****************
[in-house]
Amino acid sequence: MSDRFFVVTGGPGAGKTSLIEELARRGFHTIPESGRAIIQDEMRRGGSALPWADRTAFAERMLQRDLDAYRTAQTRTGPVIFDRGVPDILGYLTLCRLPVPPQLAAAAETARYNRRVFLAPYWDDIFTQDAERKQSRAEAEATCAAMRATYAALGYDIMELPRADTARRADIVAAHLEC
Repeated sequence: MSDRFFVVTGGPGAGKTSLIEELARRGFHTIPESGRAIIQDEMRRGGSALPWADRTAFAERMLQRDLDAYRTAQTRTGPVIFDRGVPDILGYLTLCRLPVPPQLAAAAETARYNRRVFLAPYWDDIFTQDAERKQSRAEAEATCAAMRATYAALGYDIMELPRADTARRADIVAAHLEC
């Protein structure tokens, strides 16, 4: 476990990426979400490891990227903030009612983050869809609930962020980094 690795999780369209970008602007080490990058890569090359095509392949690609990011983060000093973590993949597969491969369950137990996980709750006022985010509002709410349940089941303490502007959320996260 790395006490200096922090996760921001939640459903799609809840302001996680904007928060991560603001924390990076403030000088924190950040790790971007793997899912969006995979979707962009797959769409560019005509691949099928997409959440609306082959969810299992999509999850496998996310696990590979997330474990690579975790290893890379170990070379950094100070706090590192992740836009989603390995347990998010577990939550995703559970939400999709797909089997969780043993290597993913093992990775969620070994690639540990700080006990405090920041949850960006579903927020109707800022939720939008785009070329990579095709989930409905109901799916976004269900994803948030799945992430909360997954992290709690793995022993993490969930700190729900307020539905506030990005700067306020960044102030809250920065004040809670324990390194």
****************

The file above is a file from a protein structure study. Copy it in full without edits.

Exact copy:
[in-house]
Amino acid sequence: MSDRFFVVTGGPGAGKTSLIEELARRGFHTIPESGRAIIQDEMRRGGSALPWADRTAFAERMLQRDLDAYRTAQTRTGPVIFDRGVPDILGYLTLCRLPVPPQLAAAAETARYNRRVFLAPYWDDIFTQDAERKQSRAEAEATCAAMRATYAALGYDIMELPRADTARRADIVAAHLEC
Repeated sequence: MSDRFFVVTGGPGAGKTSLIEELARRGFHTIPESGRAIIQDEMRRGGSALPWADRTAFAERMLQRDLDAYRTAQTRTGPVIFDRGVPDILGYLTLCRLPVPPQLAAAAETARYNRRVFLAPYWDDIFTQDAERKQSRAEAEATCAAMRATYAALGYDIMELPRADTARRADIVAAHLEC
């Protein structure tokens, strides 16, 4: 476990990426979400490891990227903030009612983050869809609930962020980094 690795999780369209970008602007080490990058890569090359095509392949690609990011983060000093973590993949597969491969369950137990996980709750006022985010509002709410349940089941303490502007959320996260 790395006490200096922090996760921001939640459903799609809840302001996680904007928060991560603001924390990076403030000088924190950040790790971007793997899912969006995979979707962009797959769409560019005509691949099928997409959440609306082959969810299992999509999850496998996310696990590979997330474990690579975790290893890379170990070379950094100070706090590192992740836009989603390995347990998010577990939550995703559970939400999709797909089997969780043993290597993913093992990775969620070994690639540990700080006990405090920041949850960006579903927020109707800022939720939008785009070329990579095709989930409905109901799916976004269900994803948030799945992430909360997954992290709690793995022993993490969930700190729900307020539905506030990005700067306020960044102030809250920065004040809670324990390194």